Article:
By Peter Stoffer
A few months ago I wrote an op-ed piece called Battle of the Atlantic Place. This article was about a plan to permanently house Canada’s naval memorial, HMCS Sackville (K181), the last of the Royal Canadian Navy’s 123 corvettes, in a significant facility worthy of her status.
Unfortunately, the Sackville is in dire need of urgent repairs to the tune of $3- to $3.5-million, and the Canadian Naval Memorial Trust, a group of dedicated volunteers working to keep her history alive, simply just does not have the funds to pay for this.
We have been advised that the Navy of today is not in the heritage and memorial business anymore, which to me is very surprising considering that all military branches pay deep respect to their symbols and people of the past. They have various mess dinners, parades, solemn ceremonies like Remembrance Day, etc.
They even travel overseas on a regular basis to pay the country’s respect to our brave fallen. And recently the Vimy Memorial and the National Memorial underwent extensive renovations and upgrades. [This, in my view, was money well spent.]
Even the Parliament Buildings in Ottawa are undergoing extensive renovations and upgrades to the tune of over possibly $5-billion when all is said and done [again, I believe that to preserve these historic buildings this will be taxpayer money that is well spent].
And yet the Royal Canadian Navy or the government of the day, which funds and directs the Navy, cannot or will not [at the time of writing] see fit to spend the appropriate funds to see that Canada’s naval memorial is repaired and safe for future generations to see and relish in her glorious past.
The RCN’s Vimy Ridge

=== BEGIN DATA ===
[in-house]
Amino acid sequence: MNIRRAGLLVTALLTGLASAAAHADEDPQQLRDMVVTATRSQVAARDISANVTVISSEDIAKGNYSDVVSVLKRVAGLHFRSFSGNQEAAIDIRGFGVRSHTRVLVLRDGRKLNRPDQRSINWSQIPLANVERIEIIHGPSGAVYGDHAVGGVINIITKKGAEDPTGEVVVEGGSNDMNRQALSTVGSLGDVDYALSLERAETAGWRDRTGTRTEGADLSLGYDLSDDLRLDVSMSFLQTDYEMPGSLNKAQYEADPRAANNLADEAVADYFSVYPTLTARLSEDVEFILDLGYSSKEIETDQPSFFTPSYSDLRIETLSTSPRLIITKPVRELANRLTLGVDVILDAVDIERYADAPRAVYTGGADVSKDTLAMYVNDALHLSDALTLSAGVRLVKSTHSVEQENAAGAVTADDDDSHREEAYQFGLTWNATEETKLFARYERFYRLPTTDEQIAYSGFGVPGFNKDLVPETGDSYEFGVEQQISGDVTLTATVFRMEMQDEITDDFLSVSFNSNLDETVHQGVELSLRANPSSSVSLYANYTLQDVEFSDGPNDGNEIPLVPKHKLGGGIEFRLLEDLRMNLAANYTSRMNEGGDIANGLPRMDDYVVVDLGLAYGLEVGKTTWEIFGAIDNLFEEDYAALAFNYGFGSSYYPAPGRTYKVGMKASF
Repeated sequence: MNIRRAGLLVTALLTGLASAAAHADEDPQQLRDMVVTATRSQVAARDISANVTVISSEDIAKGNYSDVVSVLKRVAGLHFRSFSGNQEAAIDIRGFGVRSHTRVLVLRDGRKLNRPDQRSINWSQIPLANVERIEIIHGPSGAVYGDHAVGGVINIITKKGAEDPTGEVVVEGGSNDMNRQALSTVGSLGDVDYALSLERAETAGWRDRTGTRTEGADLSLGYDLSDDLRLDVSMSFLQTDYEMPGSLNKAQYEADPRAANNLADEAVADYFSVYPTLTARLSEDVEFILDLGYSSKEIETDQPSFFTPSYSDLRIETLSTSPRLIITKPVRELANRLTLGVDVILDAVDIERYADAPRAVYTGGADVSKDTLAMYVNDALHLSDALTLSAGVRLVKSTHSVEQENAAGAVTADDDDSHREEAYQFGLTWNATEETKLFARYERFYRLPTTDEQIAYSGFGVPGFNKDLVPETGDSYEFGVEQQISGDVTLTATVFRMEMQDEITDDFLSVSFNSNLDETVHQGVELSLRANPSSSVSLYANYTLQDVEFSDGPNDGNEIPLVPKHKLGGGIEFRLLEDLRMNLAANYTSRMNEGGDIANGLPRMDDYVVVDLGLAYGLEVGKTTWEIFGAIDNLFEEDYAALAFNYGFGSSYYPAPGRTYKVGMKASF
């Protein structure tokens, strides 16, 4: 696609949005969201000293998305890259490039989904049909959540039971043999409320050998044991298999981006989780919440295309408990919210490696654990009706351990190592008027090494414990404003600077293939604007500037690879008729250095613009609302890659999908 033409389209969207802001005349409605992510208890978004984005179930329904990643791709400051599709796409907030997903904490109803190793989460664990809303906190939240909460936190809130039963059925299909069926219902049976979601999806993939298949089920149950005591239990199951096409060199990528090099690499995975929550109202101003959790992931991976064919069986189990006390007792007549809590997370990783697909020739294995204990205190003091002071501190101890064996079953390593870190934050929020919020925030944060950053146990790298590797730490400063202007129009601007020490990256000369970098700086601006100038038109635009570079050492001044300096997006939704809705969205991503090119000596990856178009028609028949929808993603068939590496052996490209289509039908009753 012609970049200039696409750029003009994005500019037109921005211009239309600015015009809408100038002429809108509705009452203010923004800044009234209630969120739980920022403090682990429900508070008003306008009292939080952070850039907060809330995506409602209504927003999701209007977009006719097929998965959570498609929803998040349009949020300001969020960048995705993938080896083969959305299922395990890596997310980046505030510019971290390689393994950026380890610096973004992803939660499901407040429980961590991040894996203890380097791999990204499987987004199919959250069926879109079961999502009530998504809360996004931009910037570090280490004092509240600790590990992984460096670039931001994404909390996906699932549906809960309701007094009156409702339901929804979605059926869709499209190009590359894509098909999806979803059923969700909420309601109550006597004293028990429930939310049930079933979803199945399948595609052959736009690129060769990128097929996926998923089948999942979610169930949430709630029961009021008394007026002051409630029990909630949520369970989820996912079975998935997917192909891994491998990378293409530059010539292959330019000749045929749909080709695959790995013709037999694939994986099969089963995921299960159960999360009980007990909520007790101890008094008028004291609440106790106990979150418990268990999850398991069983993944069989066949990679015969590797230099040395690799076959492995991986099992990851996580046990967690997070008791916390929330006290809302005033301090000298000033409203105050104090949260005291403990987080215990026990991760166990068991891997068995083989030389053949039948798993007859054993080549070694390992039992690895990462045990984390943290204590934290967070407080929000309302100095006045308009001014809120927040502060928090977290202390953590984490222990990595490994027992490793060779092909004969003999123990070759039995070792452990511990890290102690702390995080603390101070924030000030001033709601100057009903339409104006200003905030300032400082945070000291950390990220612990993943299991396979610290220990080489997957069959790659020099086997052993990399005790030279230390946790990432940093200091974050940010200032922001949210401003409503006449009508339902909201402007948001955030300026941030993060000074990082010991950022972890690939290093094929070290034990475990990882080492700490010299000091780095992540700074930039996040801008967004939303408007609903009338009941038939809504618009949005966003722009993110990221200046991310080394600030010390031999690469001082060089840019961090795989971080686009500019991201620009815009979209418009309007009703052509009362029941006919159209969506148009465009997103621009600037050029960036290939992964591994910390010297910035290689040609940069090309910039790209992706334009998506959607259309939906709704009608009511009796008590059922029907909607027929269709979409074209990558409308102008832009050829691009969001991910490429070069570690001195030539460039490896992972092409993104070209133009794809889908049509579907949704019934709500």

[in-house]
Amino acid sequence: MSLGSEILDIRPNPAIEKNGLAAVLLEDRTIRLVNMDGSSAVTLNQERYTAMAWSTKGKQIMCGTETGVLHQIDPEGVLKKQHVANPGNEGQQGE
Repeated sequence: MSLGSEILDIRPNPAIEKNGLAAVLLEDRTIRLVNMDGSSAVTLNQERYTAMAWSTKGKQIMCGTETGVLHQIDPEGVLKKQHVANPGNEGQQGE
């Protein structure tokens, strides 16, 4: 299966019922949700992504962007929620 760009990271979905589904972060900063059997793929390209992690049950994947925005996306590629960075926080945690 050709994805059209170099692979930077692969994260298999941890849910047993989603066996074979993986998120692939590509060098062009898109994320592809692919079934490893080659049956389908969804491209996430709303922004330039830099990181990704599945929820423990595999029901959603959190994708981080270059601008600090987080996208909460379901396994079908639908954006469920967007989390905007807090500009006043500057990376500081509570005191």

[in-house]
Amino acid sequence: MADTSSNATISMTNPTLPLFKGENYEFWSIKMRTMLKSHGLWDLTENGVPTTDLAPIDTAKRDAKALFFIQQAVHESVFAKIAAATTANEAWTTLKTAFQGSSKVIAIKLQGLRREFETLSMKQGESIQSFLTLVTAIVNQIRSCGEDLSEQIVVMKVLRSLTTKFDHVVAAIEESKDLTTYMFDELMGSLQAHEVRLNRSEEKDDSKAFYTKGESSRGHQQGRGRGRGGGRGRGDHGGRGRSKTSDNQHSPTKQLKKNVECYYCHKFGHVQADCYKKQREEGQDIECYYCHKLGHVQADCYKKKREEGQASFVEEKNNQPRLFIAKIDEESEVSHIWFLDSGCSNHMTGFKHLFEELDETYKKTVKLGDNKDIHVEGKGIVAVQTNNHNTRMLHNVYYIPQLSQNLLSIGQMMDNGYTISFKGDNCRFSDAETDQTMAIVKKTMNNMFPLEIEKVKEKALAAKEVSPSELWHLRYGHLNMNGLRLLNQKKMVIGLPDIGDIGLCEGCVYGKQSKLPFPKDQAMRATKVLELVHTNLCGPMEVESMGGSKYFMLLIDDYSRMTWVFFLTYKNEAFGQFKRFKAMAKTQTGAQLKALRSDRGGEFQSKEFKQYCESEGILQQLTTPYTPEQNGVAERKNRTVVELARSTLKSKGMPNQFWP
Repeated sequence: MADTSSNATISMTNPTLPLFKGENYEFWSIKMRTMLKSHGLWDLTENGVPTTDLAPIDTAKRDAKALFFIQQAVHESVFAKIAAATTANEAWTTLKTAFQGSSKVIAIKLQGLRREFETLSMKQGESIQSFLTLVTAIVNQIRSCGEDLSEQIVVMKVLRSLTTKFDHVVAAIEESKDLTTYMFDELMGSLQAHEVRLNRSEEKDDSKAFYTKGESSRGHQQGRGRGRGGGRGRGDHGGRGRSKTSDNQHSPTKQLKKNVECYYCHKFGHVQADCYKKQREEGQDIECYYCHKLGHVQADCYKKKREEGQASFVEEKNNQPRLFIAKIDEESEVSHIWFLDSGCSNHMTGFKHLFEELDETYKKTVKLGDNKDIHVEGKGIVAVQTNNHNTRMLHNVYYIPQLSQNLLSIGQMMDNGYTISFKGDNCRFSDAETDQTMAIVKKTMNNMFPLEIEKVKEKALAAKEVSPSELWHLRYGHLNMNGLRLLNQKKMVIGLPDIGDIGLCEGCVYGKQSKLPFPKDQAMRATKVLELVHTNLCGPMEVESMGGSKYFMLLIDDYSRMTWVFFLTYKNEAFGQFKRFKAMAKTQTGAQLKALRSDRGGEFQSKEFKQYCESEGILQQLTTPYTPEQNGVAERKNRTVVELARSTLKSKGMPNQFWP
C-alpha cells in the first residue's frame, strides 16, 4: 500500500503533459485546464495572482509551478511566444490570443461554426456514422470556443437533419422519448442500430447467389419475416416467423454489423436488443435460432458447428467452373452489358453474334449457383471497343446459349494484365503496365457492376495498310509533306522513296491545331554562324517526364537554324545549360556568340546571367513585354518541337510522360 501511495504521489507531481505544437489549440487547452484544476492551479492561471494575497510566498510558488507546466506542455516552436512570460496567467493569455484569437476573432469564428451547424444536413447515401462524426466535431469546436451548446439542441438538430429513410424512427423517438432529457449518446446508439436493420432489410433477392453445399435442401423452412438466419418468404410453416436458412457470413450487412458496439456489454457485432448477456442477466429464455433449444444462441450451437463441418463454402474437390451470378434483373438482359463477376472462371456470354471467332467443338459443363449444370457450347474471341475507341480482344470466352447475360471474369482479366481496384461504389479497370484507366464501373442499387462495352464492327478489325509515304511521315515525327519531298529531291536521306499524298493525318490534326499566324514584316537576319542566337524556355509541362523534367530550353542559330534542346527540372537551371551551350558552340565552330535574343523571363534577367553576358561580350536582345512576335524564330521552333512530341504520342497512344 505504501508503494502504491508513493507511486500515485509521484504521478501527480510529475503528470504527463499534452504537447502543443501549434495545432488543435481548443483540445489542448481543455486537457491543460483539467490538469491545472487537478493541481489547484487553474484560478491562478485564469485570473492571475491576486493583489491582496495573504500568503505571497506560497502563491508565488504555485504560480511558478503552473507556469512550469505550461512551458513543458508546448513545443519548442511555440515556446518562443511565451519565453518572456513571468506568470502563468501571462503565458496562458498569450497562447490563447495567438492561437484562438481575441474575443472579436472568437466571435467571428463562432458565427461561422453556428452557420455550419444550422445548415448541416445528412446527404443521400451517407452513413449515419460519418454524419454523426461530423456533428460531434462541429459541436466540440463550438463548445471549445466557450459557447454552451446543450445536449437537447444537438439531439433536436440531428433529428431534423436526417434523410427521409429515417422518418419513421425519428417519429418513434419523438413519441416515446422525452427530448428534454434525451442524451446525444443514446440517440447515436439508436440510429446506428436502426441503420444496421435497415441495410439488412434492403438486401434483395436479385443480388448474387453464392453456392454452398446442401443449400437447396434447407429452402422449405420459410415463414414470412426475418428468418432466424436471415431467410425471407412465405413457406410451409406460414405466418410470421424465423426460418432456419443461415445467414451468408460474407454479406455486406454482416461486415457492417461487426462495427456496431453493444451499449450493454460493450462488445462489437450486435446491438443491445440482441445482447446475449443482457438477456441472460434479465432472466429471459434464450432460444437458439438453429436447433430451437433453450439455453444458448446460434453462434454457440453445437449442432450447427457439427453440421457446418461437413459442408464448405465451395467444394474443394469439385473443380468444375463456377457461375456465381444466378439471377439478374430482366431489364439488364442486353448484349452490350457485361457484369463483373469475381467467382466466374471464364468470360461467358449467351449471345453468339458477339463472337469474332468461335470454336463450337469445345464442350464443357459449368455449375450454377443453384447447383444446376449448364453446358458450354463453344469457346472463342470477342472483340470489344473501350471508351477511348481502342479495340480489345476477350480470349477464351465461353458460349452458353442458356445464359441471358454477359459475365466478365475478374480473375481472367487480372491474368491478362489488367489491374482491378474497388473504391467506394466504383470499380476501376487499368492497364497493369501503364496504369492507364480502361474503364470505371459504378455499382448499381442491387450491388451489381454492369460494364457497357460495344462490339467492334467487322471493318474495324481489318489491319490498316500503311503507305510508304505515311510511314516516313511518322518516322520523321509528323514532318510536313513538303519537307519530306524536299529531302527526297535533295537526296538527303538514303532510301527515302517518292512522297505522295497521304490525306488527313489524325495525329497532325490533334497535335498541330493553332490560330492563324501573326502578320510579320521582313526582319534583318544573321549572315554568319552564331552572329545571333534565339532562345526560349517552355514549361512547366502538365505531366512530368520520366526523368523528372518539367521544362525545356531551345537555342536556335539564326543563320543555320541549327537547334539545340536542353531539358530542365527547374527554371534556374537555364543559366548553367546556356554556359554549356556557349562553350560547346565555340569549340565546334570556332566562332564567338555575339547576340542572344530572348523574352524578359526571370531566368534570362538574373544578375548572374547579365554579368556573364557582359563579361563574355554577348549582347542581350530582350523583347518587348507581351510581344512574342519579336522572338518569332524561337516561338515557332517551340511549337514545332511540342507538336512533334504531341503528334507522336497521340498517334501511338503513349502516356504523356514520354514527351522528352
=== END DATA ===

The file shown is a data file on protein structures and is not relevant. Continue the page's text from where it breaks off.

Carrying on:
I remind the government of the day of what the Sackville represents.
She took part in the most significant and longest continuous battle of the Second World War. The Battle of the Atlantic not only saved and freed the Western world, the battle had a transformative change on Canadian society. We are the country we are today because of that six-year-long battle that took the lives of more than 4,600 Canadian sailors, airmen and merchant mariners. She is the last corvette of her kind and was built along with the others right here in Canada. She is the Navy’s Vimy Ridge and she deserves to be treated with the utmost respect and dignity.
The Canadian Naval Memorial Trust [of which I am a trustee] has been doing an amazing job over 30 years to not only help maintain the Sackville, but also to share her and Canada’s story to thousands and thousands of people both here in Canada and worldwide as well. This dedicated group of esteemed volunteers has given thousands upon thousands of volunteer hours to tell her story and just as importantly to tell the story of those who sailed her.
Also, every year during the first week of May a very touching and solemn event occurs onboard the vessel during the Battle of Atlantic ceremonies, whereby some of the honoured sailors who recently crossed the bar have their ashes buried at sea while aboard the Sackville.
For the families of these deceased heroes of Canada it is a fitting tribute to their memories.
So the Sackville and those who sailed her have done their job and the trustees have done theirs. Canada, it is now time for you to do the right by Sackville and see she gets the funding and repairs so that she can sail on to a future she deserves.
Bravo Zulu to all our women and men in service to our country … now and in the past.